Low fidelity DNA synthesis by human DNA polymerase-eta

Nature. 2000 Apr 27;404(6781):1011-3. doi: 10.1038/35010014.


A superfamily of DNA polymerases that bypass lesions in DNA has been described. Some family members are described as error-prone because mutations that inactivate the polymerase reduce damage-induced mutagenesis. In contrast, mutations in the skin cancer susceptibility gene XPV, which encodes DNA polymerase (pol)-eta, lead to increased ultraviolet-induced mutagenesis. This, and the fact that pol-eta primarily inserts adenines during efficient bypass of thymine-thymine dimers in vitro, has led to the description of pol-eta as error-free. However, here we show that human pol-eta copies undamaged DNA with much lower fidelity than any other template-dependent DNA polymerase studied. Pol-eta lacks an intrinsic proofreading exonuclease activity and, depending on the mismatch, makes one base substitution error for every 18 to 380 nucleotides synthesized. This very low fidelity indicates a relaxed requirement for correct base pairing geometry and indicates that the function of pol-eta may be tightly controlled to prevent potentially mutagenic DNA synthesis.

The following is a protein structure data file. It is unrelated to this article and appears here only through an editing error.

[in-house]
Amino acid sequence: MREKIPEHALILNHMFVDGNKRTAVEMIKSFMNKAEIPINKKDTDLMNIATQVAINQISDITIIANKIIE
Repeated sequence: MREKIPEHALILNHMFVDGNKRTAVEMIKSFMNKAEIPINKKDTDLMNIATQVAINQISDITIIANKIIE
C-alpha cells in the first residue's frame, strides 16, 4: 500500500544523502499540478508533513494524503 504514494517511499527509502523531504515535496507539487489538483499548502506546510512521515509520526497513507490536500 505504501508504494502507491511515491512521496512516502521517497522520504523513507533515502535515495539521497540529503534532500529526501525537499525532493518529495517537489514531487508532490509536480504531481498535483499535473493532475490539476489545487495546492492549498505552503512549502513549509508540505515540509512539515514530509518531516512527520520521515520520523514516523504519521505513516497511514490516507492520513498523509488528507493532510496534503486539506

MeSH terms

  • DNA / biosynthesis*
  • DNA Damage
  • DNA Polymerase iota
  • DNA Repair
  • DNA-Directed DNA Polymerase / genetics
  • DNA-Directed DNA Polymerase / metabolism*
  • Humans
  • Mutagenesis


  • DNA
  • DNA-Directed DNA Polymerase
  • Rad30 protein
  • DNA Polymerase iota
  • POLI protein, human